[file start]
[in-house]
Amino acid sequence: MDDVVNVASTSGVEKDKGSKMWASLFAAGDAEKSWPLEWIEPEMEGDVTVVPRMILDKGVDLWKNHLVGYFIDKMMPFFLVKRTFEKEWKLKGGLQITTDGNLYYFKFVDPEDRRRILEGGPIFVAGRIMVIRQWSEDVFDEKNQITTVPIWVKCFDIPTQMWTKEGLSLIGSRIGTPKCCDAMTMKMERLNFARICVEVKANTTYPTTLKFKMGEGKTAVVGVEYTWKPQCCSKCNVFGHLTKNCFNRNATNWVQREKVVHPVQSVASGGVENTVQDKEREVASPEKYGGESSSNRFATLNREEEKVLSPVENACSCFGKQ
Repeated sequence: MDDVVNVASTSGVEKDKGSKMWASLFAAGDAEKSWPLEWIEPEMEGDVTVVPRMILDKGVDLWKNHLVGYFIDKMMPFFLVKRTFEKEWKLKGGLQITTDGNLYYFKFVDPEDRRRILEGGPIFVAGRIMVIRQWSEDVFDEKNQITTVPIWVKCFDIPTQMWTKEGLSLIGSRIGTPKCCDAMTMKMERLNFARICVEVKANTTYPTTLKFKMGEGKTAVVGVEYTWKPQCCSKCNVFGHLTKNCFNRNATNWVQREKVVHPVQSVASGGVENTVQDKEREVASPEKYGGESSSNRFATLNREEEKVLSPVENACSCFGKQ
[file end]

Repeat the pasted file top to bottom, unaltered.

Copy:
[in-house]
Amino acid sequence: MDDVVNVASTSGVEKDKGSKMWASLFAAGDAEKSWPLEWIEPEMEGDVTVVPRMILDKGVDLWKNHLVGYFIDKMMPFFLVKRTFEKEWKLKGGLQITTDGNLYYFKFVDPEDRRRILEGGPIFVAGRIMVIRQWSEDVFDEKNQITTVPIWVKCFDIPTQMWTKEGLSLIGSRIGTPKCCDAMTMKMERLNFARICVEVKANTTYPTTLKFKMGEGKTAVVGVEYTWKPQCCSKCNVFGHLTKNCFNRNATNWVQREKVVHPVQSVASGGVENTVQDKEREVASPEKYGGESSSNRFATLNREEEKVLSPVENACSCFGKQ
Repeated sequence: MDDVVNVASTSGVEKDKGSKMWASLFAAGDAEKSWPLEWIEPEMEGDVTVVPRMILDKGVDLWKNHLVGYFIDKMMPFFLVKRTFEKEWKLKGGLQITTDGNLYYFKFVDPEDRRRILEGGPIFVAGRIMVIRQWSEDVFDEKNQITTVPIWVKCFDIPTQMWTKEGLSLIGSRIGTPKCCDAMTMKMERLNFARICVEVKANTTYPTTLKFKMGEGKTAVVGVEYTWKPQCCSKCNVFGHLTKNCFNRNATNWVQREKVVHPVQSVASGGVENTVQDKEREVASPEKYGGESSSNRFATLNREEEKVLSPVENACSCFGKQ